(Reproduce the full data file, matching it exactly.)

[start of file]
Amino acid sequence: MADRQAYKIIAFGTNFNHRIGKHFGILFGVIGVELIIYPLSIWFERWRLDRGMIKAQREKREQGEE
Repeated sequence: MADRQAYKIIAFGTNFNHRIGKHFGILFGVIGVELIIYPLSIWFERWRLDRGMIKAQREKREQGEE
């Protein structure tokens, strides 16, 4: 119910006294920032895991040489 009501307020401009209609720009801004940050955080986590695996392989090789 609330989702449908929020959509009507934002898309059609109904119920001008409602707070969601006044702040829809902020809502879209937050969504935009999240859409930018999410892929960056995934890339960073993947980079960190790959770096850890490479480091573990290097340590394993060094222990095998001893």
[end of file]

Amino acid sequence: MADRQAYKIIAFGTNFNHRIGKHFGILFGVIGVELIIYPLSIWFERWRLDRGMIKAQREKREQGEE
Repeated sequence: MADRQAYKIIAFGTNFNHRIGKHFGILFGVIGVELIIYPLSIWFERWRLDRGMIKAQREKREQGEE
């Protein structure tokens, strides 16, 4: 119910006294920032895991040489 009501307020401009209609720009801004940050955080986590695996392989090789 609330989702449908929020959509009507934002898309059609109904119920001008409602707070969601006044702040829809902020809502879209937050969504935009999240859409930018999410892929960056995934890339960073993947980079960190790959770096850890490479480091573990290097340590394993060094222990095998001893």